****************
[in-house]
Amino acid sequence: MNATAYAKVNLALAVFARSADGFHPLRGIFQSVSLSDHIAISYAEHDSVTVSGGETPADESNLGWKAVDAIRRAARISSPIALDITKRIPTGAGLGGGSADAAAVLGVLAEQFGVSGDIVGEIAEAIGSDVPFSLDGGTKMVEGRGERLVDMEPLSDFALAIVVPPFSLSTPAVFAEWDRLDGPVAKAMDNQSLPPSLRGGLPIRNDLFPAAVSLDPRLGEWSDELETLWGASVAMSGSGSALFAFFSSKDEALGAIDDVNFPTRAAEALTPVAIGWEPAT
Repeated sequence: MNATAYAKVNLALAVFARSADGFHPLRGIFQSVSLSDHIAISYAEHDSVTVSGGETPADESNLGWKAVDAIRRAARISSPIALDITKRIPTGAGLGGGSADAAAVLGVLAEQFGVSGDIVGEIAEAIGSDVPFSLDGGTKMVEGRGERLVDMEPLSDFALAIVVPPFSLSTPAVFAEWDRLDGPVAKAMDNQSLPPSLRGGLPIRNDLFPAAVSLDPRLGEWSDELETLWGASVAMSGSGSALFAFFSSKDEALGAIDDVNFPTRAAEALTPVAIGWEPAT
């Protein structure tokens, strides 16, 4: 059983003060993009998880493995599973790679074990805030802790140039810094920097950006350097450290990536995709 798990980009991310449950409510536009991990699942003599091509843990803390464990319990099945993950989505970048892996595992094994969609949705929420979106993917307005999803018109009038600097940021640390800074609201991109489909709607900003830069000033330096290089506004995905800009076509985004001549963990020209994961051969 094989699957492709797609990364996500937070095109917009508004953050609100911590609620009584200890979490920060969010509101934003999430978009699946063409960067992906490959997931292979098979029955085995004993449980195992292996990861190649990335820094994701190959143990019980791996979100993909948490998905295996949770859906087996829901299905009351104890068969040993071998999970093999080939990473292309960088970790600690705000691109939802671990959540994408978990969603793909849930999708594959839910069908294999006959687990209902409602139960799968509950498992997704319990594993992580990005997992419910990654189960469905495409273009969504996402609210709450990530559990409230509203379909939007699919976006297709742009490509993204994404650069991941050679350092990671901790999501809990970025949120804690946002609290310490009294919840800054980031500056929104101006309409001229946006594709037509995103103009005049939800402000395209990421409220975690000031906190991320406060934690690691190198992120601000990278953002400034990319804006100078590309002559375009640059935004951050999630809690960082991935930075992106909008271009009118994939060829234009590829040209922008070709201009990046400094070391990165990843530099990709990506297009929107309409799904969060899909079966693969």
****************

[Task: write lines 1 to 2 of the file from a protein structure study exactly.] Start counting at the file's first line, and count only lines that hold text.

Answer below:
[in-house]
Amino acid sequence: MNATAYAKVNLALAVFARSADGFHPLRGIFQSVSLSDHIAISYAEHDSVTVSGGETPADESNLGWKAVDAIRRAARISSPIALDITKRIPTGAGLGGGSADAAAVLGVLAEQFGVSGDIVGEIAEAIGSDVPFSLDGGTKMVEGRGERLVDMEPLSDFALAIVVPPFSLSTPAVFAEWDRLDGPVAKAMDNQSLPPSLRGGLPIRNDLFPAAVSLDPRLGEWSDELETLWGASVAMSGSGSALFAFFSSKDEALGAIDDVNFPTRAAEALTPVAIGWEPAT